R.I.P., Evil Chuck.
Rev. Will: What albums have been hogging your ears lately apart from the recent spate of Death re-issues?
Albert Mudrian: Ha, pretty much Paradise Lost’s entire recorded discography! I guess I’ve been on a bit of a bender with them lately. Apart from that, I’ve been enjoying the soon-to-be released new LPs from Goatwhore, Asphyx and, of course, Napalm Death (all out in February). Also, I’m kind of obsessed with Vallenfyre’s A Fragile King record at the moment. You don’t need to be a PL junkie to enjoy that either.
Rev. Will: In an industry where putting out printed magazine issues every month is already a very financially taxing thing to do, I’d bet that taking on paid writers is a decision that is not made very often, since I’ve heard that metal writers have to slog it out much more than your average newspaper or music journalist before they might have a chance at making a living out of their writing. What do you think young and budding metal writers out there can do to differentiate themselves from the writing masses and spark the interest of printed magazines in taking them in?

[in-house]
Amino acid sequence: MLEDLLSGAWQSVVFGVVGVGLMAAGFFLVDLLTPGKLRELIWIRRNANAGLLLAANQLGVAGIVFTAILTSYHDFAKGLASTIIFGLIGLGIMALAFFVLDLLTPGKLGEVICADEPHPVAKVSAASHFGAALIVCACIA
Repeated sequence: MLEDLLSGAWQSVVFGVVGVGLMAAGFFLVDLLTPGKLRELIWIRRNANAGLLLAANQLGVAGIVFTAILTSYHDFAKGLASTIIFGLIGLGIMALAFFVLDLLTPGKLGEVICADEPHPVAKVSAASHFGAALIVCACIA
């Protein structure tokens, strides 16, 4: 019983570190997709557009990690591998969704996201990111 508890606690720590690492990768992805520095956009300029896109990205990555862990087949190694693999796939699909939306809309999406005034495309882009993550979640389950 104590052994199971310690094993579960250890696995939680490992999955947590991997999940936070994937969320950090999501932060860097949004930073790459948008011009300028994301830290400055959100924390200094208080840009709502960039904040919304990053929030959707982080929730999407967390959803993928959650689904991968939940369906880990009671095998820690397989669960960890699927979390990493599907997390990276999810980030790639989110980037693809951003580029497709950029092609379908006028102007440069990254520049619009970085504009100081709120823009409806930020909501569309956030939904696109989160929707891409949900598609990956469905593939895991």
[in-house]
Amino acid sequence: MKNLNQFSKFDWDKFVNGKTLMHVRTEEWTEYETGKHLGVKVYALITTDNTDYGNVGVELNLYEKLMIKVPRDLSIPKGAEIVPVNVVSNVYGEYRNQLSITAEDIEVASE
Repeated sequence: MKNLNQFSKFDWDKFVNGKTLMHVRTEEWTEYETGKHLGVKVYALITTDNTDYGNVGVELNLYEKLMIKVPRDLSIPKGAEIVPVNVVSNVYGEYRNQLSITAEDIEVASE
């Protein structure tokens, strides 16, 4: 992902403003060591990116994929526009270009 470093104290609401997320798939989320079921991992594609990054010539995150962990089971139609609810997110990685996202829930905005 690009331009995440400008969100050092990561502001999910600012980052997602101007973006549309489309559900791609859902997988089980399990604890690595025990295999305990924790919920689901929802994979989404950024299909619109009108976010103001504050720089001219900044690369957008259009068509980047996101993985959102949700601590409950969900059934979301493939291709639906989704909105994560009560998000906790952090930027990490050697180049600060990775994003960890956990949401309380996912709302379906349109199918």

Albert Mudrian: Very few music journalists—and even fewer metal journalists—are able to turn freelance writing into a fulltime gig. In fact, only a handful of our staff writers don’t have some other fulltime job, which pays their bills. My best advice is to write as much as possible—even if it’s material that stays on your computer and never gets published. Regular practice will help refine your voice and skill set. Obviously, starting a blog could be a good idea as well, as it allows you to not only hone your craft, but to acquire feedback from others in a public forum. Don’t worry so much about breaking into higher profile magazines out of the gate—just concentrate on developing your voice.
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Also, Albert’s holiday marketing ploys are still available via these links: